Sustainability: More Than Just The Planet

Rarely uttered before the 1950’s, the word “sustainable” has become a frequently used buzzword, even landing itself in the title of the United Nations post-2015 development agenda: The Sustainable Development Goals. Despite its frequency of use and rise in popularity, the definition of ‘sustainable’ is murky at best.
The concept of sustainability is most commonly discussed in context with the environment, seamlessly replacing stale buzzwords such as ‘green’ or ‘eco-friendly’. The misconception that these words are synonymous is easy to forgive. Historically, the word originated from the study of ecology as a biological systems’ capacity to ‘endure indefinitely’. Considering that the entire planet is one giant eco-system, the fight for a more sustainable world is a fight to maintain the health of our planet indefinitely. So yes, protecting the environment, reducing our carbon footprint and mitigating future ecological damage is a huge component of creating a more sustainable planet. But is it just the environment we are concerned about?
The short answer is no. The degradation of our planet and natural resources is not the only obstacle we must overcome in order to ‘endure indefinitely’. We must overcome ourselves, evaluating our society’s social and economic behaviour and how this impacts our ability to sustain health and diversity amongst us. Global trends of deepening economic inequality, increased pollution in the developing world, civil unrest and political corruption are all fundamentally significant to the health of our society now, and in the future. Thus, reducing the concept of ‘sustainable,’ to being ‘green’ woefully underestimates the core of the matter.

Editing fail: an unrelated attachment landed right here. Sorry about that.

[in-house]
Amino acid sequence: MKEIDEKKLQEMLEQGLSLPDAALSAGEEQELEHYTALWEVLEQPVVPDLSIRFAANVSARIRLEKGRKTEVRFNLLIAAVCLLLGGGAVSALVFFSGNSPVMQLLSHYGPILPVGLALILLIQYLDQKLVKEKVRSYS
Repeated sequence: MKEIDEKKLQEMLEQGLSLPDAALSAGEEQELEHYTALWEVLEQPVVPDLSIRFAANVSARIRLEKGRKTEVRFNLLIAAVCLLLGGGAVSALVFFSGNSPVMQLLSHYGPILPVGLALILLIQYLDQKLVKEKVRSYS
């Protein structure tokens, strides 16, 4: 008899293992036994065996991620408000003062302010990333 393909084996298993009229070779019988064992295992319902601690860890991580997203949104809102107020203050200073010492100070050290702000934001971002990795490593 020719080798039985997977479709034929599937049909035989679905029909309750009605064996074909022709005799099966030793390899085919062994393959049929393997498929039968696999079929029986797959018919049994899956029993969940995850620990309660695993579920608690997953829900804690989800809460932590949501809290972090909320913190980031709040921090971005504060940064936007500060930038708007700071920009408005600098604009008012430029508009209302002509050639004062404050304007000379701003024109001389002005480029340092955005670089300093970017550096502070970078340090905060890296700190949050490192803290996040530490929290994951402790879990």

While there is still a lack of mainstream consensus regarding this buzzword, the UN and many other international organizations have adopted a three-pillared definition including: the economy, society, and the environment. The relationship between these three are fundamentally intertwined when balancing the needs of our planet and its people now, and in the future